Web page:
The Etruscan culture is unique from several points of view. While their cultural and religious significance to Roman culture is indisputable, they were still victims of a Damnatio memoriae, which attempted to exterminate all traces of this influence (for example, the 20-book history written by the Emperor Claudius was systematically destroyed). While being at the roots of Western culture yet far from them, they maintain the position of outsider. This alterity was already recognized by Seneca: “This is the difference between us and the Etruscans: we believe that lightening is produced by the collision of the clouds, they that the clouds collide to produce lightening. Given that for them everything finds inception in the Divine, they are convinced that things do not have meaning because they happen but rather things happen to bring forth meaning.“ (Questioni naturali, II,32,2)

The philosophical concept of alterity is at the heart of the project. Alterity (or otherness) contains diversity, that is, the meeting differences which seek a synthesis. The title of the project that the students from SACI have developed is Within Alterity: Encounters with a Population, a Collection, a Territory.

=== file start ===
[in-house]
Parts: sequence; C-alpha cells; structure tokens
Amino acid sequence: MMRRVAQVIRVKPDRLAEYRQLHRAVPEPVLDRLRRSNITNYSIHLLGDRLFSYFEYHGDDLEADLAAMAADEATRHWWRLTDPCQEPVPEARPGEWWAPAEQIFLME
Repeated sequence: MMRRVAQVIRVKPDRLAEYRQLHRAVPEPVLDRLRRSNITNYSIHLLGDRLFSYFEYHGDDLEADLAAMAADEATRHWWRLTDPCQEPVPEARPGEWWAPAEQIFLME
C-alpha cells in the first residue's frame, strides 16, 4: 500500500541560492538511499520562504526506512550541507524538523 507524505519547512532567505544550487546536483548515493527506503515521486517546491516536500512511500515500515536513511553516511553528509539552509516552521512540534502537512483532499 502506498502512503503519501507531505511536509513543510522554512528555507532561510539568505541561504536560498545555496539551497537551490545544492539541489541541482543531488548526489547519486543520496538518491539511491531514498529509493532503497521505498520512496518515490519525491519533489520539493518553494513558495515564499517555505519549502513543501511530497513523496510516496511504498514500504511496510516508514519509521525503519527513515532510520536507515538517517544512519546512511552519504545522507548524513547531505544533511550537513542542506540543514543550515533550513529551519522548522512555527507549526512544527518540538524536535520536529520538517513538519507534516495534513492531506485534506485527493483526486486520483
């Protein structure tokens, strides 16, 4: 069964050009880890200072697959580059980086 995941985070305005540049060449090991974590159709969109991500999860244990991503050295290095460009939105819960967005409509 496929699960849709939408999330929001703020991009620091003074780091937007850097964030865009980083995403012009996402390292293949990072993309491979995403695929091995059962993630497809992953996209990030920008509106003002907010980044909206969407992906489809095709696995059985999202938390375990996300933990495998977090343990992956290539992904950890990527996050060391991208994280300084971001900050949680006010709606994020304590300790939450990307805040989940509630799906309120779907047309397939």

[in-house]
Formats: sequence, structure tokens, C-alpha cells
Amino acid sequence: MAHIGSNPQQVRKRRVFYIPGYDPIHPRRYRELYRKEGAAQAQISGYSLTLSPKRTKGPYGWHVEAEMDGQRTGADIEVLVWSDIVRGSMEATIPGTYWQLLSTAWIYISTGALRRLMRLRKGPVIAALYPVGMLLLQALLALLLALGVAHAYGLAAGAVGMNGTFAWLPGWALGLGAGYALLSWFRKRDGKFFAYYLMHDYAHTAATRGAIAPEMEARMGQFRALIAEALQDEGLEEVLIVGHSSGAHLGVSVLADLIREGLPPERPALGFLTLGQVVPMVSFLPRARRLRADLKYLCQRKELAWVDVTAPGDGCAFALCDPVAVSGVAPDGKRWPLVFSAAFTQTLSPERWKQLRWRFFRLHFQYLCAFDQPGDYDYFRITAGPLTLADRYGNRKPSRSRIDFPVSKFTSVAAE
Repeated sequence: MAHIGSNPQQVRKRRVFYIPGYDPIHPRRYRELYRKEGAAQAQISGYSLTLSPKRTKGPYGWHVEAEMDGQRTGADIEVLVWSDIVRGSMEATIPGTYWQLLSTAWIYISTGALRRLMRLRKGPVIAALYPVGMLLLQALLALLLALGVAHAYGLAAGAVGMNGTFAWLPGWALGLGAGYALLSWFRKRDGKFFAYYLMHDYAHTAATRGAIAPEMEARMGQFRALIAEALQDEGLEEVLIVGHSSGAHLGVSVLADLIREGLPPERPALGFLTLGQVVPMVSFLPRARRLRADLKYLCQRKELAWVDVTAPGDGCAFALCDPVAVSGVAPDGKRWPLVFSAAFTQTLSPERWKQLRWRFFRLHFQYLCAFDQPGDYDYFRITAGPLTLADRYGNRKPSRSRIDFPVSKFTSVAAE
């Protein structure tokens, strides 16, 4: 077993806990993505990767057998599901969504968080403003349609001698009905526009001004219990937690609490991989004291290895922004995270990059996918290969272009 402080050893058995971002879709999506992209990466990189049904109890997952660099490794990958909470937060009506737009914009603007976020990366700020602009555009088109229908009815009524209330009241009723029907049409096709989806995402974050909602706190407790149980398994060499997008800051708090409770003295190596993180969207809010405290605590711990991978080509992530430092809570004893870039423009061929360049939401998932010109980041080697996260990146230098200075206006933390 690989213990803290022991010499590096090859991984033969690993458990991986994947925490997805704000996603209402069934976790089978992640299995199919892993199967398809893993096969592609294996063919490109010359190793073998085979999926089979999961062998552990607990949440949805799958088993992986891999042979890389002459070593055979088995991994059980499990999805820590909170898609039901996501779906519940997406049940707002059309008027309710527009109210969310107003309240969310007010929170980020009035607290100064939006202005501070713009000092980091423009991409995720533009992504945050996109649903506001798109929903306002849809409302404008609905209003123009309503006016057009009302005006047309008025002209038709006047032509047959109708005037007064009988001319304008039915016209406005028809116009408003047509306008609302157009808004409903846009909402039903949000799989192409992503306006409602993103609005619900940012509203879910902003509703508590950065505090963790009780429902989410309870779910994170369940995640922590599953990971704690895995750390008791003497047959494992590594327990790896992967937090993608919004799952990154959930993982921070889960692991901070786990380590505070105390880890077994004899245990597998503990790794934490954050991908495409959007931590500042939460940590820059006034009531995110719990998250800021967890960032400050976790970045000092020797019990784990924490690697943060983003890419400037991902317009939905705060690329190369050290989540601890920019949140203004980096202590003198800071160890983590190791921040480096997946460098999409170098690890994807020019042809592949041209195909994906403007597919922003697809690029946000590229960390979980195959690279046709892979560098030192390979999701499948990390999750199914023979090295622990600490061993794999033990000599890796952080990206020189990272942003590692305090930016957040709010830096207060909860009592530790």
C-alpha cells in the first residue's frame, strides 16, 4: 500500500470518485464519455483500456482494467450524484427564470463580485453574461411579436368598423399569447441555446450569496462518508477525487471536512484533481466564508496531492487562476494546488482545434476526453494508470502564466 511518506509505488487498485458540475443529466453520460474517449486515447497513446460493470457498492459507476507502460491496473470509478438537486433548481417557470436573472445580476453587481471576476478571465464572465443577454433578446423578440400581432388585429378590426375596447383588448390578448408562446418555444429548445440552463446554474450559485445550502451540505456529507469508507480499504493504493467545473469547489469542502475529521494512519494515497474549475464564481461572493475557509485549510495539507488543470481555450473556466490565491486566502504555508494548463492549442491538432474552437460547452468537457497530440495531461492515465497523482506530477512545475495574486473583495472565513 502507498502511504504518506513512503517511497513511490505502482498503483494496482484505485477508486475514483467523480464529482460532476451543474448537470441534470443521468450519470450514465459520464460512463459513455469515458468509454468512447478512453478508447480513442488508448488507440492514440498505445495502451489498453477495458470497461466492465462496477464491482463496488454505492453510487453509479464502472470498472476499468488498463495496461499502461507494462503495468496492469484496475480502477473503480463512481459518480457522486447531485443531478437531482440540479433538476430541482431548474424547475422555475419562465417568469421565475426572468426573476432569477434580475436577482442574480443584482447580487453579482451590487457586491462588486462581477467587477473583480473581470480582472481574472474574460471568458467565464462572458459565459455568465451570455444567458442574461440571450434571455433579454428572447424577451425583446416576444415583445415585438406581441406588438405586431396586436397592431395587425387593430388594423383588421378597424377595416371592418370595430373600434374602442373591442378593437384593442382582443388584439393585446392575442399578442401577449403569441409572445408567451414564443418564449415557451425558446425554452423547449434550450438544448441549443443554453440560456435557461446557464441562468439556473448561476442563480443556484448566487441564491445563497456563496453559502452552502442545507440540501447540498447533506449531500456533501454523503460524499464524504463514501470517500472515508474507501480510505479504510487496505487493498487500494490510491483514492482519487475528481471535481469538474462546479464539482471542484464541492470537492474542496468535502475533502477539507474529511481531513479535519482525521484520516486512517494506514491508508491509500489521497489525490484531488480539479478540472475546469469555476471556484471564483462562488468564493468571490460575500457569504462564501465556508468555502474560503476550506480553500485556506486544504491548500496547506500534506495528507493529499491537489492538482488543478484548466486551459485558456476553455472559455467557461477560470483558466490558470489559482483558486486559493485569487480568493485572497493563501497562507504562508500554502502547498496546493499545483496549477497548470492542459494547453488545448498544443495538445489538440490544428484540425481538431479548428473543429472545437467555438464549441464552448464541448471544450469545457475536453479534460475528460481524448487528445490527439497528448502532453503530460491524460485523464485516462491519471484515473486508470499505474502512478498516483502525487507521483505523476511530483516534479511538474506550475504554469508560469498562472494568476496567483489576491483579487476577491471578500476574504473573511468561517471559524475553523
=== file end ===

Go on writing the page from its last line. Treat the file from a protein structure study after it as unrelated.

Building an identity and, consequently, one’s subjectivity was a fundamental aspect of the Grand Tour and of any relationship with an unknown and diverse world and culture. This relationship will be re-proposed through the project in the works of the students of SACI.

The condition of alterity will be addressed through three thematic areas: people, collection, and territory (journey/route). One group will work with the people of Cortona to investigate the persistence of the roots of identity of the Etruscans that emerge or are hiding in the communities that inhabit the city. The people, of the past, of the present and those foreign, will be the subject of a multimedia work consists of interviews, portraits and stories as attempts to reflect upon possible and differentiated identities. Other students will work on the meaning and importance of a collection as an embodiment of information and power that acts through the construction of knowledge as displayed in the ordered accumulation of a collection (Michel Foucault). For example, the book De Etruria Regali was of fundamental importance from the point of view of propaganda as it connected the Medici dynasty to the Etruscans and their historical importance.